Table of Contents

Week 02


Team A in Person; Team B via Zoom

  • Frost: Mending Wall
    • Discussion:
      • How is the question of knowledge or belief raised in this poem?
      • What can we infer about the speakers' and his neighbor's theory of knowledge?
      • How do these views complicate our appreciation of the supposed truism that 'good fences make good neighbors'.


Booth teams, F2F in the Great Hall (Whitmyer)

  • Haskins: Guide to Critical Thinking
    • Orienting questions - overview
    • Considering critical hindrances of various types
    • In small groups, discuss your Real world examples (groups)
    • Consider which example from your group best reflects a hinderance and would interesting to discuss and share with the class. (Simple and clear examples will work best)
    • Make quick notes about it (including a link).

Homework: Read and comment on David Antin. see text and annotation prompt in Perusall.


Davis 309 - Team B in Person; Team A via Zoom

* David Antin

  • Introduction: Antin and knowing. A “postmodern” perspective … | Format and genre of Antin's “talk pieces,” relationship to Socratic dialogue | contrast with what we might expect of a literary work | challenges to what are “conventions” of formal writing (mechanics, style) | Enlightenment ideas about reason, truth, knowability and progress | Modernism as a rupture; Postmodernism as a calling into question (skepticism) of all “master narratives”
  • Discussion:
    • How did the format of this text effect your processing of what you read?
    • Did it lead you to make certain judgments?
    • How do you relate Antin's perspective on truth and action with the perspective of William Clifford?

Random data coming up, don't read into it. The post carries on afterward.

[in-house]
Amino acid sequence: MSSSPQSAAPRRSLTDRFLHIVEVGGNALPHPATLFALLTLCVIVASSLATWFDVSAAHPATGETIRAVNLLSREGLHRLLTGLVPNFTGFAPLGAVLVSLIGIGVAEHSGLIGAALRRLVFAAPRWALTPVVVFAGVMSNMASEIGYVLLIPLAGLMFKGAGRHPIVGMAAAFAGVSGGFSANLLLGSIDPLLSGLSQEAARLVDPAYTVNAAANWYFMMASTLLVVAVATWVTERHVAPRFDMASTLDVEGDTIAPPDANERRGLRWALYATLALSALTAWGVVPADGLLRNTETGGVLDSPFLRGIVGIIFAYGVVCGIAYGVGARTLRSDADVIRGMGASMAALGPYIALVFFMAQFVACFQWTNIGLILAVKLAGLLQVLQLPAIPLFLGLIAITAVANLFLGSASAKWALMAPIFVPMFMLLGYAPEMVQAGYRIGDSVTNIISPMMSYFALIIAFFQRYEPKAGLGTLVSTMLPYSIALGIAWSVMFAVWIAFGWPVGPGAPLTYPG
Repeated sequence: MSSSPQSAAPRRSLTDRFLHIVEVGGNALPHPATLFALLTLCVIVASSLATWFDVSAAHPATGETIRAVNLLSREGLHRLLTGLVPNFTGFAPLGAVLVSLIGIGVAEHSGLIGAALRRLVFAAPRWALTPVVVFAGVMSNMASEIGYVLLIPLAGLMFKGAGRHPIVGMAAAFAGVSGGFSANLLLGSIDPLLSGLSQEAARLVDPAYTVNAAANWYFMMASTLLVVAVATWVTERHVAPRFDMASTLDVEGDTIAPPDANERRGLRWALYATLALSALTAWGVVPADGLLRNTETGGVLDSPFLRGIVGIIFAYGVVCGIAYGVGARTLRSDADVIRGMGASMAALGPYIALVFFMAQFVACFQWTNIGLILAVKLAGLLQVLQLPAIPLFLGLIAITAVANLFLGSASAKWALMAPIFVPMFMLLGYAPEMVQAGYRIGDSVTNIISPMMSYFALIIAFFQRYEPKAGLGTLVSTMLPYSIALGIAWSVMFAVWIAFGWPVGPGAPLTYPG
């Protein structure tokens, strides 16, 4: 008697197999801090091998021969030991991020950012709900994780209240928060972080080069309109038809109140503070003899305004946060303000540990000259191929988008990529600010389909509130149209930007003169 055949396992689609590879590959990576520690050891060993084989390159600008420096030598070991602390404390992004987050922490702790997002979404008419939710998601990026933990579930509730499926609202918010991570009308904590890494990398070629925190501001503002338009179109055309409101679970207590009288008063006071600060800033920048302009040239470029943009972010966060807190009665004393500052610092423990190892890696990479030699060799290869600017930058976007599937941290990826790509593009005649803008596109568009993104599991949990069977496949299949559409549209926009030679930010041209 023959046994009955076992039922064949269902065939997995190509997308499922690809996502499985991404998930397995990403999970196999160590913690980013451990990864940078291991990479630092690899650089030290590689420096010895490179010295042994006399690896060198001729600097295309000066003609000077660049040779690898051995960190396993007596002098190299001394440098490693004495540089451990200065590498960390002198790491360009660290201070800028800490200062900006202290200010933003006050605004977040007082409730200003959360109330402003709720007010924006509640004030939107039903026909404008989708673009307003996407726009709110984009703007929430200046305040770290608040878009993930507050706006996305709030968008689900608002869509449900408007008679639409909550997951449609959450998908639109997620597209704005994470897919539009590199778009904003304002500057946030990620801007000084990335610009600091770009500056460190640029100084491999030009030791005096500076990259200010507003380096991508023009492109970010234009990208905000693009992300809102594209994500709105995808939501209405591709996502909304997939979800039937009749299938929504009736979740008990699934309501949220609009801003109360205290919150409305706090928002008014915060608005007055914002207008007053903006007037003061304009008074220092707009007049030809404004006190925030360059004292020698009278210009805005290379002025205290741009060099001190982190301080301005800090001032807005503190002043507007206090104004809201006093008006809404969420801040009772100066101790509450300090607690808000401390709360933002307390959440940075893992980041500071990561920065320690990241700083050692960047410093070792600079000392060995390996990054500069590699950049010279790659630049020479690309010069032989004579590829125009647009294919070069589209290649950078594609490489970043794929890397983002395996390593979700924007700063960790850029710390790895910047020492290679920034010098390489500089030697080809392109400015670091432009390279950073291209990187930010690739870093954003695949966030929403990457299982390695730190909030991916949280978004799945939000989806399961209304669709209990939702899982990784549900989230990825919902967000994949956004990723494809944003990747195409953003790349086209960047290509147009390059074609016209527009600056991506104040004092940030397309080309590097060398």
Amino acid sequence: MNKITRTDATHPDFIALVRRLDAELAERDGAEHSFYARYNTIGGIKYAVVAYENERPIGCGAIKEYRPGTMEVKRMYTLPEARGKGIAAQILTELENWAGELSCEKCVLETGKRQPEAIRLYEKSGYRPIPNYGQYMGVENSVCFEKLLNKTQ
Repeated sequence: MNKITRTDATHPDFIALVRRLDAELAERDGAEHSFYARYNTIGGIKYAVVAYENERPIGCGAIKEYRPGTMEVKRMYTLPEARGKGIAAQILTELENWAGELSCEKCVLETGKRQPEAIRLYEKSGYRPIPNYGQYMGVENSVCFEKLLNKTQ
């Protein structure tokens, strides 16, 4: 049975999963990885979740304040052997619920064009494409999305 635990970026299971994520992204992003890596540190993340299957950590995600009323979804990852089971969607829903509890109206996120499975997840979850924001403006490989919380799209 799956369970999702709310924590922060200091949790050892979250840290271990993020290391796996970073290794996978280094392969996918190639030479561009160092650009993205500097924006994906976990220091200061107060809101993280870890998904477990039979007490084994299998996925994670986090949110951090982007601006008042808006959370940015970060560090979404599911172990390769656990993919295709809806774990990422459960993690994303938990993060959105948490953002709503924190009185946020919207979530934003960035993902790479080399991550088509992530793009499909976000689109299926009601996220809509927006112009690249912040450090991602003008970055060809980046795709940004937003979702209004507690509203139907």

• If this is a semi-serious (but also funny) talk on how we can know and choose, what do you make of the decision to focus on purchasing a mattress?

Homework: read the introduction in Stanley Fish (Winning Arguments).


Team A in Person; Team B via Zoom

  • Background on Stanley Fish (writer, literary critic, theorist, Law Prof and Dean)
  • Overview Discussion: An Argument About “argument”
    • What does the word normally make us think of? And how does Fish define it?
    • The introduction to this book is really a short, seven-paragraph essay.
    • Paragraph 2 asserts that there are many kinds of arguments.
      • What are the consequences of this view?
    • (GROUPS) Paragraphs 3 and 4 insist “argument is the medium we swim in” and it's “unavoidable” going on to explore why this might be so:
      • Why does he make this claim? How do you react? Is this pleasing? frightening? puzzling? obvious? radical?
    • (CLASS) paragraphs 5 and 6 explore objections (or resistances).
      • Why does Fish admit this point of view?
      • Does it help you understand? Does it make him more or less persuasive?
    • The conclusion is one sentence; discuss. (Would Fish like to hang out with Antin, Descartes, Clifford, or ….?)

Argument Clinic

Homework: For Tuesday (Mon = holiday), read chapter 1 in Fish (“Living in a World of Argument: Words Make the World,” pp. 5-47. Make notes in your book about questions you may have; respond to the following Fish-Prompt01 via Teams.